The New York Knicks are starting to finalize their roster but at it stands right now they have a need for a backup small forward and seven guards. As a result, the Knicks and Phil Jackson are actively looking to trade one of their guards. Who will it be?
The New York Knicks current roster consists of three centers (Samuel Dalembert, Cole Aldrich, Jason Smith), three power forwards who can play center (Amare Stoudemire, Andrea Bargnani, Jeremy Tyler), three forwards (Carmelo Anthony, Cleanthony Early, Thanasis Antetokounmpo) and seven guards (Jose Calderon, J.R. Smith, Wayne Ellington, Pablo Prigioni, Shane Larkin, Tim Hardaway Jr., Iman Shumpert).
Incase you didn't notice, that's 16 players. That means one has to go automatically. Although his skills seem ready to translate to the NBA it seems like Antetokounmpo is destined for a season overseas.
The obvious burden on the roster is the surplus of guards. There are three point guards and four shooting guards. That's not taking into account the fact that the team has expressed a desire to bring Toure Murry back.
What that all adds up to is, someone needs to go. That's led to the Knicks looking to trade one of their guards.
Ian Begley of ESPN New York reports the Knicks are looking to make a move in the backcourt.
Tim Hardaway Jr. has been deemed virtually untouchable, per a source.
The first thing to note is that Tim Hardaway Jr. isn't for sale. The organization, like the fans, recognize that Hardaway Jr. is one of the strongest offensive players on the roster and should have a bright future in New York. He's not going anywhere.
Some may wonder why J.R. Smith, Iman Shumpert and Shane Larkin are the only ones named. Jose Calderon is the starting point guard. The Knicks aren't looking to move him. Wayne Ellington and Pablo Prigioni aren't players the Knicks would be upset about parting with but they don't have trade value.
Smith is coming off one of the worst seasons of his career. It was a season riddled with knee troubles and on and off court antics. In fact, Ian Begley of ESPN New York reported that Smith wouldn't have been surprised if he was traded last season.
Smith appeared on ESPN2’s "First Take" on Wednesday, talked about the Knicks’ glut at shooting guard and said he "wouldn’t blame" team president Phil Jackson and the Knicks if the team had decided to trade him last season.
"No. Absolutely not. The way I was playing, I was playing like a person who didn’t want to be there," Smith said. "Not looking as focused as a person should be in that situation that we were, in the trenches. I wouldn’t blame them at all."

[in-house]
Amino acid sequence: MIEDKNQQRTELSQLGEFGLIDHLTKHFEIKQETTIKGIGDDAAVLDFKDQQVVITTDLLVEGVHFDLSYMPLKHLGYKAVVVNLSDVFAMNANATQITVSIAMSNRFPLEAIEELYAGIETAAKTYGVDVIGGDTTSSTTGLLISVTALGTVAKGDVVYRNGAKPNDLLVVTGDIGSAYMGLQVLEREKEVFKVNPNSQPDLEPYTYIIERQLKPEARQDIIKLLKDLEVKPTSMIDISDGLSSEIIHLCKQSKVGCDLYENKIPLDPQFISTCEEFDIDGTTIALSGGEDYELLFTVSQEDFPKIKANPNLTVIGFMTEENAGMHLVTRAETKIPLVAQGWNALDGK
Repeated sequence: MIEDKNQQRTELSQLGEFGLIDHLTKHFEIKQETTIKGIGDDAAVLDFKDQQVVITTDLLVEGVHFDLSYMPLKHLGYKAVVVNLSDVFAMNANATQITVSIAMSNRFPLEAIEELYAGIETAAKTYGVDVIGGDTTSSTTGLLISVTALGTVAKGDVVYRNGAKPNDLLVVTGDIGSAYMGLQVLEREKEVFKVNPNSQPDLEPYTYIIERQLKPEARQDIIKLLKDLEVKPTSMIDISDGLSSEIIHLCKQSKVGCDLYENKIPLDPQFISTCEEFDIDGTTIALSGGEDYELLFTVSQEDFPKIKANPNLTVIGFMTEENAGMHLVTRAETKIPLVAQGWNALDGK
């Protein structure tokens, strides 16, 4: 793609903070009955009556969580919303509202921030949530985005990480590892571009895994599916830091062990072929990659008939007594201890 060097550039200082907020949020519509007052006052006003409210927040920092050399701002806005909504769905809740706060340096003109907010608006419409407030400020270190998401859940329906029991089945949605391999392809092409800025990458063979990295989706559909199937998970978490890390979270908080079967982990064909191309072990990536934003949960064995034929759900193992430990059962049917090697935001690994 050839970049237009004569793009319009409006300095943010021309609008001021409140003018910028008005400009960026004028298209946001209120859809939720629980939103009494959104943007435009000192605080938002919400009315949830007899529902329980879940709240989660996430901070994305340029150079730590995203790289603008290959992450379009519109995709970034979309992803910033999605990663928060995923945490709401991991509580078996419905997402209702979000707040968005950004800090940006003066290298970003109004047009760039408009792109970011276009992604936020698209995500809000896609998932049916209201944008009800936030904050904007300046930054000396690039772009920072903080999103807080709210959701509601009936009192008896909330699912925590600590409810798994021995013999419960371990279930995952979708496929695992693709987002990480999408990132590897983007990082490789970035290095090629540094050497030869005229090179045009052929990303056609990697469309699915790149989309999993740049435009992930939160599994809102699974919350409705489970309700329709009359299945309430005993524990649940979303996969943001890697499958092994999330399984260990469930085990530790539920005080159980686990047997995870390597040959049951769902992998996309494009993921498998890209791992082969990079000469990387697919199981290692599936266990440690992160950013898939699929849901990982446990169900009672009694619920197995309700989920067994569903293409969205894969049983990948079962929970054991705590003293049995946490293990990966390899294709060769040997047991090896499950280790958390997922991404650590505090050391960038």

Smith is scheduled to make $5,982,375 next season. However, his $6,399,750 salary for the 2015-16 season is a Player Option. That means that he could very well opt-out of his contract after the season and leave the Knicks with no compensation. That makes him someone worthy of shopping.
Smith is actually on a fairly team-friendly contract. He also has the skills to score in bunches. After all, he is a former Sixth Man of the Year. He clearly has value and could thrive in the triangle offense. However, his immaturity can make him nearly unbearable. When you combine that with his ability to opt-out next off-season he becomes a worthy trade option.
Iman Shumpert simply hasn't lived up to expectations. There's probably no one who has worked harder this off-season to learn the triangle offense. For that he should be commended. However, he's probably taken a step back defensively and hasn't developed his offensive skills since entering the league.
The Knicks are looking to become more defensive-minded moving forward so keeping Shumpert around when he has a Qualifying Offer for the 2015-16 season for $3,898,691 isn't the worst idea. However, his lack of development and the fact that he's seemingly bought into his own hype makes him expendable.
Shane Larkin was basically a throw-in in the trade that sent Tyson Chandler and Raymond Felton to the Dallas Mavericks. However, he's thrived during the Summer League competition learning the triangle offense. He's a good passer, plays some very nice defense and has speed for days.
When Larkin was traded here many thought he might simply get released. He had very little value. He was undersized and since he was thrown in to the trade many assumed he couldn't play on the NBA level and would find himself looking for a job. Instead, he has many Knicks fans excited.
However, the fans aren't the only ones to have noticed. Because of his play in the Summer League he's built his value up. That's why the Knicks are looking to trade him.
Otherwise he'd be in the same category as Ellington and Prigioni. Instead he has value and could potentially bring something back to New York via a trade. If not, New York will enjoy developing his skills while paying him if and when they want after this season because of his rookie contract.
Financially, the Knicks should look to trade Smith. Both Shumpert and Larkin are relatively cheap and Smith has the ability to walk away after 2014-15 season.
However, Smith is arguable the second-best player on the roster. If the Knicks intend on having Smith around past this contract trading him now doesn't make much sense.
Shumpert is getting to the most expensive part of his contract and isn't increasing his production. That being said, he has the reputation around the league as a better defender than his reality. It may be time to trade him before it's too late and the rest of the league wakes up to Shumpert's reality.
With Larkin, the Knicks have options. Either he represents a young point guard they can develop on a cheap contract or they can sell him while his stock is high and bring something back for him.
Who would you trade? Who would you keep? Is anyone else besides Hardaway Jr. considered untouchable for you?
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